Notes on Autobiography
Autobiography is a kind of writing that drapes over things. Outlines show up underneath. Things huddle next to things under the same shawl and we do our best to make out what’s what.
In the park the birds repeat each other and themselves, but not quite. A favorite tree is a city, populated with birds but also shades of the color green and cloisters of blue-grey sky.
In the waiting room the wall with the elevator door is clad in grey tile. Behind the reception desk the mauve linoleum that covers the floor has been worn to tan by the three rolling chairs. At the moment, three receptionists are planning a vacation by way of debating airfare deals and which airport is best. Above me, a sconce clicks with vibration and the electric coffee pot in the corner is hiccuping to life.
There are four of us seated, waiting. Others enter from the elevator wearing varying degrees of enthusiasm. Through a window that looks into the hallway I can see half of an old poster of a painting by Van Gogh.
Down the hallway and to the right is room six where the carpet is old and ugly. After we assemble we are lovingly prompted to give God the glory and keep it real. We clap for each other as we do introductions. Sometimes someone stands up, overtaken by passion. One time someone was drunk. When it gets warmer and people start to wear shorts I notice little scars, tattoos, that sort of thing.
“I found the poems in the fields, / And only wrote them down” writes John Clare sometime in the mid 19th century. I thank John for having taught me this truth when I was 20. There’s no such thing as an ingenious idea. I don’t know best. All anyone can hope for is a kind of blind trust that allows the world to become self-evident — it’s joys distinguishable from its hells and pickable like flowers.
I found John while still clinging to Thomas Stearns, who I had been gifted by Karen, who, after she left the convent, had found herself in despair and doing a PhD on Tennyson in the 1960s. She walked into a reading of Ash Wednesday and with keening recognition finally found tears.
Under my Thomas Stearns is Karen, buried by myself. I rarely cite all the way down to her. Under my John is Elaine, a much loved professor. Under my dear Wallace is Alison. Alison Bechdel. A family friend. My mothers used to fulfill her merchandise orders from out of the garage. I remember the t-shirts and mouse pads best. Later, in Fun Home the protagonist’s mother would reach for the collected poems of Wallace Stevens and read a passage from Sunday Morning. Such is the pile we inherit by lot. Some of it is above ground and some of it is below.
In the park, in the evening, a pink Scorpio moon is rising. It’s peeking through the new leaves. Around me dusk is doing what it does best, it’s settling. A few solitary walkers are wearing shorts and winter coats because it’s that time of year. They make their way through the large grassless yard where the dogs run off leash in the morning. A jogger stops and says “wow” and a bit of a breeze makes the leaves sound like the ocean.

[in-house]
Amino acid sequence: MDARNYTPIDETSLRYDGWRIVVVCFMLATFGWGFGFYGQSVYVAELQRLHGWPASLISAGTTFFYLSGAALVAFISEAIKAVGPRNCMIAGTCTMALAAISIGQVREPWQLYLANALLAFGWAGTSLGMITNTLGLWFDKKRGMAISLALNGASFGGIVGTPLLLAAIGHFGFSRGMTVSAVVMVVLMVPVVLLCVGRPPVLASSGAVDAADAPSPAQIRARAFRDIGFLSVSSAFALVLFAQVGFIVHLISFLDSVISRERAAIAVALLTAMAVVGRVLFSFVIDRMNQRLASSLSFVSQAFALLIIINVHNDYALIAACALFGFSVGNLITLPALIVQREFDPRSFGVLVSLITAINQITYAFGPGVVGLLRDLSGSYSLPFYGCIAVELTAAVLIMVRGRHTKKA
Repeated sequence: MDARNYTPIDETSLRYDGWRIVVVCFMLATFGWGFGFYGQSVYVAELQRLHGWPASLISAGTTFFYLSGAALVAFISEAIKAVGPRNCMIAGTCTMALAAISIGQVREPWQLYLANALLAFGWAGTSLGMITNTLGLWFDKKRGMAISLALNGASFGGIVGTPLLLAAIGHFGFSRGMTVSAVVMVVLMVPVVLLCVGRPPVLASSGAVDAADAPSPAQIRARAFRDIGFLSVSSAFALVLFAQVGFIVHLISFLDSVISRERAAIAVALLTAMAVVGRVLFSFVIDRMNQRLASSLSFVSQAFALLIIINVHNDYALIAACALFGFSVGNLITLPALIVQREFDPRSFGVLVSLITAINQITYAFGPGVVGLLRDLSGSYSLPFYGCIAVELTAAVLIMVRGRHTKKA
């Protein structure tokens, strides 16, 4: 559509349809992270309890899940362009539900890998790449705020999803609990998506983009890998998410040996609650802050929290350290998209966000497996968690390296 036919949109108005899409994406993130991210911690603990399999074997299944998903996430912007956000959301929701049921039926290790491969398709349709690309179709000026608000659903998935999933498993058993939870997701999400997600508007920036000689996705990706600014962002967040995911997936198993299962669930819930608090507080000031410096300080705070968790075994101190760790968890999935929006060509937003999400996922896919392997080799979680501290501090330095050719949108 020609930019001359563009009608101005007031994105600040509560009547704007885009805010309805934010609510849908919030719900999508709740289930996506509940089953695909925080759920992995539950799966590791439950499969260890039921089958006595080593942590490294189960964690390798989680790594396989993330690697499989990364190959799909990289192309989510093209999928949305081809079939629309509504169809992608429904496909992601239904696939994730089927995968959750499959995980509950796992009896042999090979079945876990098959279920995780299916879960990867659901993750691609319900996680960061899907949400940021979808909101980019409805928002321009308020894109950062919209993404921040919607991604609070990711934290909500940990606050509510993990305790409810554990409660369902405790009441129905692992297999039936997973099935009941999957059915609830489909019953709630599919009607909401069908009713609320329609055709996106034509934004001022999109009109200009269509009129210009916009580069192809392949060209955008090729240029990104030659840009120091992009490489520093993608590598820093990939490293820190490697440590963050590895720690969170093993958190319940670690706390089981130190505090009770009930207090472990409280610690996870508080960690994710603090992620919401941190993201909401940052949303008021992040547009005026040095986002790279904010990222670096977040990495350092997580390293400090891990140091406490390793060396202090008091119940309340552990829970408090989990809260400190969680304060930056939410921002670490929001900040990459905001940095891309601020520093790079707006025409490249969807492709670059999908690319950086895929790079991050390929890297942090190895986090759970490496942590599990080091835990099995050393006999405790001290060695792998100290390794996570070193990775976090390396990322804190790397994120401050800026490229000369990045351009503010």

I’m not watching the moon alone. To my right a man with a camera is making a time lapse. To my left, under another tree, a woman has spread out a blanket and is smoking a joint. I look around and see that more than a few others have stopped to watch the moon. Some have dogs, some are taking pictures. It’s quiet.
The voices on the patio find me alone in the kitchen and a familiar sorrow washes over me. I stand for a moment and watch the bubbles in my seltzer before rushing to the sink to wash my hands. To borrow a locution, “I am who I am because somebody cared for me, somebody attended to me.” I think of you often but can’t find anything to send. I’m on a blanket in the park where the air is as soft as you and the wind is making the dust dance in the dog run. A street lamp is flickering and the clouds are taking turns hiding the moon. All around me on this hill people are as still and calm as the day they came into the world. Their arms are on each others’ chests or maybe a leg is in between two other legs. Triumph is nowhere to be found. For now, reverence presides.
Autobiography is silent the way an appointment kept is silent. I lean over to kiss a shoulder and am met with an immediate response. We shuffle our blankets into the shade because it’s hot. We don’t say much for a while longer. A bit of Keats passes through my fingers along with a bit of hair because I’m feeling that cheesey. Autobiography and arranging someone else’s hair are both kinds of writing that rehearse dying. They are a tilling, a deeply critical partitioning conducted at the intersection of that which undoes us and our best efforts. Eileen is on your tongue as you lean over to put words in my mouth. Eileen, who knows everything, reminds me that writing is something that happens because “I want to be used for years after my death.”
It’s easy to think that the dead want something from us. That in their infinite free time they opt to stand behind us and simply repeat the word “guilty” just loud enough for us to hear. We are called, there is no doubt. But we are called by quotes rather than corpses. We are called by little scraps of language. Little bits of language want something from us. They demand action the way Antigone’s brother unburied, decomposing outside the city walls, demanded action.
I want to bequeath myself to everyone online. But mostly, for a little while, only to Ryan who brought Topo Chico to the park in the quarantined summer.
In room six we repeat each other and ourselves. We recite the passing of our days. Here, we are addressed by name and we murmur all the day long.